The Corner


Saint Migration

Pope Francis attends the unveiling of a sculpture commemorating migrants and refugees entitled “Angels Unawares” by Canadian artist Timothy Schmaltz at St Peter’s Square in the Vatican, September 29, 2019. (Vatican Media/Handout via Reuters)

This week Pope Francis unveiled a sculpture by a Canadian artist Timothy Schmalz which represents “displaced people throughout history.” It is an arc-like boat, carrying sculptures of recognizable ethnic and religious migrants. Jews, Syrians, Africans. The sculpture was requested by the Vatican’s Migrants and Refugees office, but overseen by the pope himself according to a report in Crux.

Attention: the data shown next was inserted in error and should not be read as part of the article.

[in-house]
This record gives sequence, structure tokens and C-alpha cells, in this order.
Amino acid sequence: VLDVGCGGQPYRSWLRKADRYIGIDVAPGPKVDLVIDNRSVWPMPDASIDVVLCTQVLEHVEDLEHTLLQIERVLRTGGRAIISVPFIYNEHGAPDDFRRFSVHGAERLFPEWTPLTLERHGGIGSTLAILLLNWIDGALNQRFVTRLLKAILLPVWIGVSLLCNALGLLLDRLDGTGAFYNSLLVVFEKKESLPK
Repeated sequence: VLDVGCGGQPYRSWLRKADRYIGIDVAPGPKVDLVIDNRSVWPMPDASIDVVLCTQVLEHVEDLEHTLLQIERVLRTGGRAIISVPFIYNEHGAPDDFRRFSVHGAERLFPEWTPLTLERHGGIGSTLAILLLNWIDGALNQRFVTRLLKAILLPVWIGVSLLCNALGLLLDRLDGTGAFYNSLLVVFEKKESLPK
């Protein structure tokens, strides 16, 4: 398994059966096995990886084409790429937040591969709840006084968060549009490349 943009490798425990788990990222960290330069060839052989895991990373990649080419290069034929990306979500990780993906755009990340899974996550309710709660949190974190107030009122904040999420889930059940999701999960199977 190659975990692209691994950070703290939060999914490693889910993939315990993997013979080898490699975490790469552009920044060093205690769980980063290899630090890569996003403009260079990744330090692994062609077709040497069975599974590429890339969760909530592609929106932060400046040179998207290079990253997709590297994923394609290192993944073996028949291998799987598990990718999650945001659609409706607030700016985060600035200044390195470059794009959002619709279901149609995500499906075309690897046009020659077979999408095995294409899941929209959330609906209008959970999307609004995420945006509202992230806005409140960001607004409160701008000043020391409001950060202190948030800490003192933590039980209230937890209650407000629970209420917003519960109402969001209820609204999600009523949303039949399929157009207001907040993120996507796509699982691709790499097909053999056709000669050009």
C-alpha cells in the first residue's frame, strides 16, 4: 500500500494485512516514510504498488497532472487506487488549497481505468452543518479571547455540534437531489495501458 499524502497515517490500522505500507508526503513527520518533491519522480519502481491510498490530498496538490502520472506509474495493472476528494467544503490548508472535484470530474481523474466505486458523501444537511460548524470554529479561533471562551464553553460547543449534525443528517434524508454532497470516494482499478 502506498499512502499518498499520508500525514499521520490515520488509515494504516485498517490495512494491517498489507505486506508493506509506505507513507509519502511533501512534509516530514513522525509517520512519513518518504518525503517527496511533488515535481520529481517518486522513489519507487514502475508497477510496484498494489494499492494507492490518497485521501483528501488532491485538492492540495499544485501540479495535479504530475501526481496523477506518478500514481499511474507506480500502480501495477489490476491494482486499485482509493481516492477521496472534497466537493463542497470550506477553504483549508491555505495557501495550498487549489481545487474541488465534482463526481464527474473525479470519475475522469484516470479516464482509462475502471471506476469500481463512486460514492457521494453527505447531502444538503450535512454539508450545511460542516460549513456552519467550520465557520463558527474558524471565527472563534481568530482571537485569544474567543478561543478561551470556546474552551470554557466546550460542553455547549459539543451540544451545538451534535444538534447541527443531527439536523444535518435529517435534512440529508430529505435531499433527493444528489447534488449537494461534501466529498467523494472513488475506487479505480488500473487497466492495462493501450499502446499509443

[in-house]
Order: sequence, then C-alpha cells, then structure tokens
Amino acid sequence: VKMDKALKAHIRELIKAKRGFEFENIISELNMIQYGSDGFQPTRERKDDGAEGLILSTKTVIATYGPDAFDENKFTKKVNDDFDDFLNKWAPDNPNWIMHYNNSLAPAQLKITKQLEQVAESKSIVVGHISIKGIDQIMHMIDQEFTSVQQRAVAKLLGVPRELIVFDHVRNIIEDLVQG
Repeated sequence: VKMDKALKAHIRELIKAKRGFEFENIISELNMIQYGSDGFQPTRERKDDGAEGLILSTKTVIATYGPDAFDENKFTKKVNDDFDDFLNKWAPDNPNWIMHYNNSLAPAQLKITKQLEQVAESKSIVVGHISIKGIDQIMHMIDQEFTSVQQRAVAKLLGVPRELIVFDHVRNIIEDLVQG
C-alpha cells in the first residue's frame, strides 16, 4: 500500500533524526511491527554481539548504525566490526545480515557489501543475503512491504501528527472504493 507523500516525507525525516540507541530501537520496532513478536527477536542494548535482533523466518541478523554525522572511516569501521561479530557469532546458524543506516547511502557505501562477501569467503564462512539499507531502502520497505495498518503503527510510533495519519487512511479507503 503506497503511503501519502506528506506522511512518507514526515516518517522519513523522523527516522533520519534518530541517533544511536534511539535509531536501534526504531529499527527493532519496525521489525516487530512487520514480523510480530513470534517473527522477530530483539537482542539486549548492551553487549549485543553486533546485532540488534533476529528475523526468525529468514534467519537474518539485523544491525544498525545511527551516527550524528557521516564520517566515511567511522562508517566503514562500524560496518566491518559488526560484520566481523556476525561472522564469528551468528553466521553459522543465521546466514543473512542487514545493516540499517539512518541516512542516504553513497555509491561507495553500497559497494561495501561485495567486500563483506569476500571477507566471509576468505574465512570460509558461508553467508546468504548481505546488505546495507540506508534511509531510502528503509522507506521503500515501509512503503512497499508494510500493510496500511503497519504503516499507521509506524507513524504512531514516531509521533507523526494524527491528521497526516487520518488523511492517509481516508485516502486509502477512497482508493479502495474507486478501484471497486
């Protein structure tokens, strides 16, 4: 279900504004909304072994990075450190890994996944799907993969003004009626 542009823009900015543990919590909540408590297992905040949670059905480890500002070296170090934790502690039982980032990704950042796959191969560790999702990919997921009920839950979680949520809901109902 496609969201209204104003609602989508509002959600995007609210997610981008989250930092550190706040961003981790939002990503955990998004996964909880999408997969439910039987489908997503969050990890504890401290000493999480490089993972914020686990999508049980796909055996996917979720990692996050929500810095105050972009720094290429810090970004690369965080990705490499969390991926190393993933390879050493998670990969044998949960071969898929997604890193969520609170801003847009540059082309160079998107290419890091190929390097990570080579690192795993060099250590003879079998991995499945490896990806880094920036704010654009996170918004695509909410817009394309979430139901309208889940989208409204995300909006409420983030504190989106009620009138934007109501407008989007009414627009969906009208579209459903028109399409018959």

It’s a curious thing. The Church typically wants statues and icons to be of Biblical figures or venerable saints and blesseds. But this one is to an idea: migration itself. One wonders if the statue is meant as a political message to the Italian government, which until a few weeks ago included Lega and its leader, Mario Salvini, who came to power on a popular message against further migration into Italy.

It reminds me of the Fearless Girl statue from Wall Street. It makes the Catholic Church like a corporation or NGO putting out a safe, corporate message. But even saying so feels like taking the bait.


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